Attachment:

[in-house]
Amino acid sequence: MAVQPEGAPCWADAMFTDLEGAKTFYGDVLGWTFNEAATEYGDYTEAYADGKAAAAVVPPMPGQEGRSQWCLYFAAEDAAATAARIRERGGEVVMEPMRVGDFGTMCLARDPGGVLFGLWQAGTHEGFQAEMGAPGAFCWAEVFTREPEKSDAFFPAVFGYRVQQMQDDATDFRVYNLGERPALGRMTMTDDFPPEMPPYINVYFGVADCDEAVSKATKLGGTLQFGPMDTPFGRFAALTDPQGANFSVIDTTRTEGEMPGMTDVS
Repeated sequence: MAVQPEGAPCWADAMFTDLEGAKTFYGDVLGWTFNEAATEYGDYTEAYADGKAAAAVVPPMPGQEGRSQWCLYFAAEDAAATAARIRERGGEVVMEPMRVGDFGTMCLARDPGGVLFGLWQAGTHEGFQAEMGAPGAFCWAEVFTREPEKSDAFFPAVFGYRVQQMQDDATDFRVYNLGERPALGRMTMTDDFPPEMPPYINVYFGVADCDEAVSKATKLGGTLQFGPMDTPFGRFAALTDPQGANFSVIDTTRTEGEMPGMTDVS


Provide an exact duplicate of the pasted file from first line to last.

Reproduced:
[in-house]
Amino acid sequence: MAVQPEGAPCWADAMFTDLEGAKTFYGDVLGWTFNEAATEYGDYTEAYADGKAAAAVVPPMPGQEGRSQWCLYFAAEDAAATAARIRERGGEVVMEPMRVGDFGTMCLARDPGGVLFGLWQAGTHEGFQAEMGAPGAFCWAEVFTREPEKSDAFFPAVFGYRVQQMQDDATDFRVYNLGERPALGRMTMTDDFPPEMPPYINVYFGVADCDEAVSKATKLGGTLQFGPMDTPFGRFAALTDPQGANFSVIDTTRTEGEMPGMTDVS
Repeated sequence: MAVQPEGAPCWADAMFTDLEGAKTFYGDVLGWTFNEAATEYGDYTEAYADGKAAAAVVPPMPGQEGRSQWCLYFAAEDAAATAARIRERGGEVVMEPMRVGDFGTMCLARDPGGVLFGLWQAGTHEGFQAEMGAPGAFCWAEVFTREPEKSDAFFPAVFGYRVQQMQDDATDFRVYNLGERPALGRMTMTDDFPPEMPPYINVYFGVADCDEAVSKATKLGGTLQFGPMDTPFGRFAALTDPQGANFSVIDTTRTEGEMPGMTDVS